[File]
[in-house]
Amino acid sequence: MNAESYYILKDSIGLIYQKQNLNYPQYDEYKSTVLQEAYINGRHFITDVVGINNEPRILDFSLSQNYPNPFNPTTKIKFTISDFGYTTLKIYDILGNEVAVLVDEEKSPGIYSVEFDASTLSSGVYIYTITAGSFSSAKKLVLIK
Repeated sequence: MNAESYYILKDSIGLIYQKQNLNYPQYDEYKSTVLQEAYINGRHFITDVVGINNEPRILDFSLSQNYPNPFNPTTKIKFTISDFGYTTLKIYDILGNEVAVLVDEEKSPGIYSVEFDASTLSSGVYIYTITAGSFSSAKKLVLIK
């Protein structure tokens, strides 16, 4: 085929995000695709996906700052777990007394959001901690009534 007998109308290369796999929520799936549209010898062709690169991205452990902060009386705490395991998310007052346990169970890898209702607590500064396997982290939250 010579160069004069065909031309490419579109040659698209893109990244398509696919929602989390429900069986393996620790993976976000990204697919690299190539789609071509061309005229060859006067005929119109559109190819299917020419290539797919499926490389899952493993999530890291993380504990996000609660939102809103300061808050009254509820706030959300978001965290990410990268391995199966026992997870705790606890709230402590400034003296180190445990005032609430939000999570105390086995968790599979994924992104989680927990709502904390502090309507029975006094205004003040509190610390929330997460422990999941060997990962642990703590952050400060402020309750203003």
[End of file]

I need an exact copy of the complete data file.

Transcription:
[in-house]
Amino acid sequence: MNAESYYILKDSIGLIYQKQNLNYPQYDEYKSTVLQEAYINGRHFITDVVGINNEPRILDFSLSQNYPNPFNPTTKIKFTISDFGYTTLKIYDILGNEVAVLVDEEKSPGIYSVEFDASTLSSGVYIYTITAGSFSSAKKLVLIK
Repeated sequence: MNAESYYILKDSIGLIYQKQNLNYPQYDEYKSTVLQEAYINGRHFITDVVGINNEPRILDFSLSQNYPNPFNPTTKIKFTISDFGYTTLKIYDILGNEVAVLVDEEKSPGIYSVEFDASTLSSGVYIYTITAGSFSSAKKLVLIK
């Protein structure tokens, strides 16, 4: 085929995000695709996906700052777990007394959001901690009534 007998109308290369796999929520799936549209010898062709690169991205452990902060009386705490395991998310007052346990169970890898209702607590500064396997982290939250 010579160069004069065909031309490419579109040659698209893109990244398509696919929602989390429900069986393996620790993976976000990204697919690299190539789609071509061309005229060859006067005929119109559109190819299917020419290539797919499926490389899952493993999530890291993380504990996000609660939102809103300061808050009254509820706030959300978001965290990410990268391995199966026992997870705790606890709230402590400034003296180190445990005032609430939000999570105390086995968790599979994924992104989680927990709502904390502090309507029975006094205004003040509190610390929330997460422990999941060997990962642990703590952050400060402020309750203003």